In the middle of the ocean night something woke him up. Immediately he recognized the swing of the water, the bunk where he slept, the claustrophobic proximity of the sailboat's walls. He was going to turn on a light, sit on the bed, detach himself as much as possible from that horrible feeling that had awakened him in the middle of the ocean, and the night. He looked through the skylight at the reflection of a moon on the surface of the water. There was a clear sky, there were stars and for the first time since he had set sail from that dock where he kept his sailboat, he admitted to being in the middle of nowhere. Because being there was being nowhere, or rather on an unrepeatable side, a portion of the ocean that moved with the tides, to the rhythm of the moon, a place impossible to leave or to return. But the moon reflected in the ocean was something beautiful, and with something like that you have the feeling that there is no danger, or that it does exist but it is irreparable. He turned his head and looked at the ceiling above the bunk. Suddenly he thought, without horror, that this sailboat was a coffin. Like a coffin he thought. Maybe he had that idea because of the confinement or maybe he thought about something else. He repeated the words one by one, slowly, in the middle of that darkness. For that he had embarked, had left everything known, to get to the tiger and kill him. But he knew immediately that they were both alive, not just alive, but there, both of them on this sailboat. He knew it in the same way that all things are known: without certainty or without the certainty that we would like. He locked up inside the cabin, and the tiger on the deck. He closed his eyes and managed to push the sounds of the wind out of his mind. Then he managed to hear the footsteps on the outer surface of the sailboat. There was no question. Although it was impossible. There was no question. In a calm but relentless rhythm, he heard the tiger's footsteps overhead. One by one. Four footsteps. At first he did not know what to do. I wasn't planning to find him there. He knew well that it was not possible to find a tiger on a sailboat. He had embarked to find him in the reserve, where he had seen him the first and last time. But not there. He lay back on the bunk again and for a moment wondered if any of it was really happening. He remembered the guide of that excursion, moving away and introducing them to the tiger, he remembered how at that moment her breath hitched, and, although he had not been able to see her, he knew that her eyes had closed to find the tiger's eyes in the darkness of the eyelids. That was how he had been, in an instant, expelled from her world forever. That thought struck him like a knife. It had hurt him before and it hurt him now. But he heard footsteps again, one after another, four footsteps that were repeated in four other footsteps. The tiger's eyes appeared in the dark, and through those eyes he saw himself again in front of his bedroom door, a bedroom that had been so far away. Standing on the doorstep, he was crying again. Not because she was gone, or because he was unable to enter the room. On that sailboat he also cried. The death of a blind tiger.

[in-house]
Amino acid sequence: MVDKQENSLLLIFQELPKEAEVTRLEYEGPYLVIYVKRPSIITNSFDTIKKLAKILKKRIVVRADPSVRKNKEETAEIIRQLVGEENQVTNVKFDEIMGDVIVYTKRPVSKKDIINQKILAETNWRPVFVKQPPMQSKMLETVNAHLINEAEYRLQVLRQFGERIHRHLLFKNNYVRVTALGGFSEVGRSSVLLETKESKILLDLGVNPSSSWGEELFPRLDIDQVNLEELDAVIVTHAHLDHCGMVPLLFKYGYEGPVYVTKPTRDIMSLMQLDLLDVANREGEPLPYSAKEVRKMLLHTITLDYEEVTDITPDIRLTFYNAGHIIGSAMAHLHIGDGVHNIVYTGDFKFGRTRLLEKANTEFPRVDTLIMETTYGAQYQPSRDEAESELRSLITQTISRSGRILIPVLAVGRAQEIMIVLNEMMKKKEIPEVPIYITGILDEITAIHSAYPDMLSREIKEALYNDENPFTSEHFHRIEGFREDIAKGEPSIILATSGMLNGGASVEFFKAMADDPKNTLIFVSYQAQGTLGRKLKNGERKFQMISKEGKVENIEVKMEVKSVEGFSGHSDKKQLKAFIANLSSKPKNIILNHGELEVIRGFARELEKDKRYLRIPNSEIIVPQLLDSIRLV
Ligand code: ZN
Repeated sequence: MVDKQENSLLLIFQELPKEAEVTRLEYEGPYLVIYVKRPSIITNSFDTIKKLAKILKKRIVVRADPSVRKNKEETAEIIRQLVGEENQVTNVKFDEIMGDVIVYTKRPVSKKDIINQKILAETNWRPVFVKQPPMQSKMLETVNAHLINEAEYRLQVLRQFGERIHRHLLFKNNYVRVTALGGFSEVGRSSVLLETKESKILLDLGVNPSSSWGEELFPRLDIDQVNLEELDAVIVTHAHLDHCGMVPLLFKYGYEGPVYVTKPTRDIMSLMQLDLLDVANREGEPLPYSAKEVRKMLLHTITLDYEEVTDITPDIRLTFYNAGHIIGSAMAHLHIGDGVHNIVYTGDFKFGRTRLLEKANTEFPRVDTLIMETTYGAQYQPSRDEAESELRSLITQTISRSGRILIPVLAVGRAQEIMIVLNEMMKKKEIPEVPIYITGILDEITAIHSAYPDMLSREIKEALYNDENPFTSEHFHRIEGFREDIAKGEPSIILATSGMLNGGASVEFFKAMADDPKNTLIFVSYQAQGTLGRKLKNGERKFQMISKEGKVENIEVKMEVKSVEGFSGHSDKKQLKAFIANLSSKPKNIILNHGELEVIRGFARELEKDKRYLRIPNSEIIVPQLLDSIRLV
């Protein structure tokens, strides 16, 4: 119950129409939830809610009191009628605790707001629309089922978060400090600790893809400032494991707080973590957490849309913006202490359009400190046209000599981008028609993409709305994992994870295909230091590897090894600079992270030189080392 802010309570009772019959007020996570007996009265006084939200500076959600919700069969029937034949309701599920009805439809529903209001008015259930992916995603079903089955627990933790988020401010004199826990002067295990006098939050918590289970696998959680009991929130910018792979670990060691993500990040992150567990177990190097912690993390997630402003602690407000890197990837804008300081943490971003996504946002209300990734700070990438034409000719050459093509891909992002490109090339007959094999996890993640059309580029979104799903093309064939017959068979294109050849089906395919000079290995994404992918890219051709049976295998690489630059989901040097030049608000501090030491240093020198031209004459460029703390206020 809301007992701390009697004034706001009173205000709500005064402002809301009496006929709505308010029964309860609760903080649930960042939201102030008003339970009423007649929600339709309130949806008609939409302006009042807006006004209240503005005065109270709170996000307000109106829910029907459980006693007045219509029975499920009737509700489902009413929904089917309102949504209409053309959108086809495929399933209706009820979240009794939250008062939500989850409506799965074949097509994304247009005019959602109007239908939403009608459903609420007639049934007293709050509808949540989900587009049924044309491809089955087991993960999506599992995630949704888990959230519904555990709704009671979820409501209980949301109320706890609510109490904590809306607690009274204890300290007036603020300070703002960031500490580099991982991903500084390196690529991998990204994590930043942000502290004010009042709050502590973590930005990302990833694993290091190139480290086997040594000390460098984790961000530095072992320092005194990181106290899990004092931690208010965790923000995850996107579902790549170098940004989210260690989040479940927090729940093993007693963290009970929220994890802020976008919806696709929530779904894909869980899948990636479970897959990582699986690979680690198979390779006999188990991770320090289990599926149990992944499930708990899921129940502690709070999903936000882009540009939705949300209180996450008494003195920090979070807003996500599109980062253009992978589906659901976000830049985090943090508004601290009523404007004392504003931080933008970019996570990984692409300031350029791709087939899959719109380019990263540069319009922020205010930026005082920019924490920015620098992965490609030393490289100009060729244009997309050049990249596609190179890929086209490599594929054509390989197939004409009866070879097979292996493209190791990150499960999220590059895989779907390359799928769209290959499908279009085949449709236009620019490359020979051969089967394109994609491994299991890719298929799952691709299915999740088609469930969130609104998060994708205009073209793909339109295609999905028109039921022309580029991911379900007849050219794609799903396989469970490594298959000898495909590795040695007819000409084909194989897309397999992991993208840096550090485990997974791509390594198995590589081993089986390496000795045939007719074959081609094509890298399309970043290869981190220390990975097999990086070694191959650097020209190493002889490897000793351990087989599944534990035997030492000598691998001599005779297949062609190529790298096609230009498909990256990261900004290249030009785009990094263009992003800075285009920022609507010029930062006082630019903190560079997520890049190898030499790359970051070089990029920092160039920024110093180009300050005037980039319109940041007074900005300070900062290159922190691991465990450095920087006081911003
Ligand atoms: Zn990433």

12 Mai 2020 00:24:17 0 Rapport Incorporer Suivre l’histoire